Tue, 07/31/2012 - 13:45 | 2665632 Linus2011
Linus2011's picture

just bullshit news!

Porsche, BMW, VW, Audi are actually all having their best year ever this year.

Average stock price over earnings for them is 4-5 (S&P average is about 15.) which makes me add their stocks to gold.

They were called to be in extremely big trouble by the press and financial industry 3 times in the past 4 years and came out better than before 6 months later.

Yes, a german that does not want to excuse himself 3 times a day for being poor would never buy Opel or crappy american cars. That is the only true part of the story.





Tue, 07/31/2012 - 14:25 | 2665775 DosZap
DosZap's picture

Porsche, BMW, VW, Audi are actually all having their best year ever this year.

Yep, and the Chinese market is drying up.

Expensive cars, and exotics are selling at 70% off sticker.(if they sell at all, sales down 47% over last year).

And the luxury used lots are flowing over.


Tue, 07/31/2012 - 13:46 | 2665647 Meesohaawnee
Meesohaawnee's picture

we are now the peoples repulblic of china.. oops i mean amerika! whats the difference ? both everything is  a fraud

Tue, 07/31/2012 - 13:51 | 2665659 elwu
elwu's picture

Why should I buy a GM (or any other non German brand)? Iam perfectly happy with my Audi and my BMW. One of which I am just about to trade in for a Porsche. There are no comparable cars from any non German manufacturer.

Besides, even if I wouldn't have the money for a real German car, I'd rather buy a Toyota than a GM/Opel.  Because those are not only crappy cars, on top they carry with them an 'absolute loser' image. I wouldn't be caught dead in such a thing, to embarrassing.

Tue, 07/31/2012 - 13:57 | 2665675 Piranhanoia
Piranhanoia's picture

Nations showing financial stability;   Iceland.   

Please add others to the list;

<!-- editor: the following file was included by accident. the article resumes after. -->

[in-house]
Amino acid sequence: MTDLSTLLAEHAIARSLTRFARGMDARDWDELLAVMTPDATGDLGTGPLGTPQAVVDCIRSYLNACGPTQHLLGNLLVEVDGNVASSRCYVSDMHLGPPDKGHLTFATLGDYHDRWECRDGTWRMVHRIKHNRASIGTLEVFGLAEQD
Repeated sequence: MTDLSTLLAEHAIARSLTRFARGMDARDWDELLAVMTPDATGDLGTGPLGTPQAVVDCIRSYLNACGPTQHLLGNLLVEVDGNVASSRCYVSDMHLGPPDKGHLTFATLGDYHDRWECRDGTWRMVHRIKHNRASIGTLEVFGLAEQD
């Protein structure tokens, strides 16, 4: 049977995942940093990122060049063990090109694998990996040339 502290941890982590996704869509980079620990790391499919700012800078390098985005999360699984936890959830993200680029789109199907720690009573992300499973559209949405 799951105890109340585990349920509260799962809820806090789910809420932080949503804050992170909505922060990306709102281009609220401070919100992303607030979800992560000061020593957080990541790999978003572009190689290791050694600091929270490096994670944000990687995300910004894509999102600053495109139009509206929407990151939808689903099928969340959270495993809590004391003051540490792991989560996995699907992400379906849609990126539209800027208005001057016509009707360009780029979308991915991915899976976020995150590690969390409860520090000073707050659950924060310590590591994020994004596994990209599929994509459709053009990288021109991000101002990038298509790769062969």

Tue, 07/31/2012 - 14:07 | 2665713 insanelysane
insanelysane's picture

It's all good.  I am sure the citizens of one of the most austere countries in the world are less austere than US citizens.

Tue, 07/31/2012 - 14:14 | 2665743 surf0766
surf0766's picture

show me what democracy looks like this is what marxism looks like.

Tue, 07/31/2012 - 14:24 | 2665771 Cangoroo
Cangoroo's picture

Daimler  AG. Q1 and Q2. 59 m Eur operating CF, brilliant, apply a mutiple of 40.  

Tue, 07/31/2012 - 15:12 | 2665978 Fix It Again Timmy
Fix It Again Timmy's picture

Build them, drive them to a scrap yard, scrap 'em, print money, REPEAT.  Now that's a great Economy!

Tue, 07/31/2012 - 16:13 | 2666265 Zwanni
Zwanni's picture

Well, this article is not even half true. Dealers in Germany register new cars for themselves quite often - but just to give more discount. Usually the discount is limited by carmakers. So if you want a little more discount then the care-dealer registers your new care on one's own for only one day ore a week. So you are not the first name in papers. A lot of people can live with that. Thats all there is to it.

Maybe the discounts are bigger then expectet - but def. not a fraud.

Btw. cars from BMW, AUDI, VW or Mercedes are verry less self-registered. More than 50% are usually sold to companies... but that doesn't sound that scary.

Tue, 07/31/2012 - 23:25 | 2667481 Sandmann
Sandmann's picture

More than 50% are usually sold to companies

What kind of Companies ? Finance and Leasing Companies ?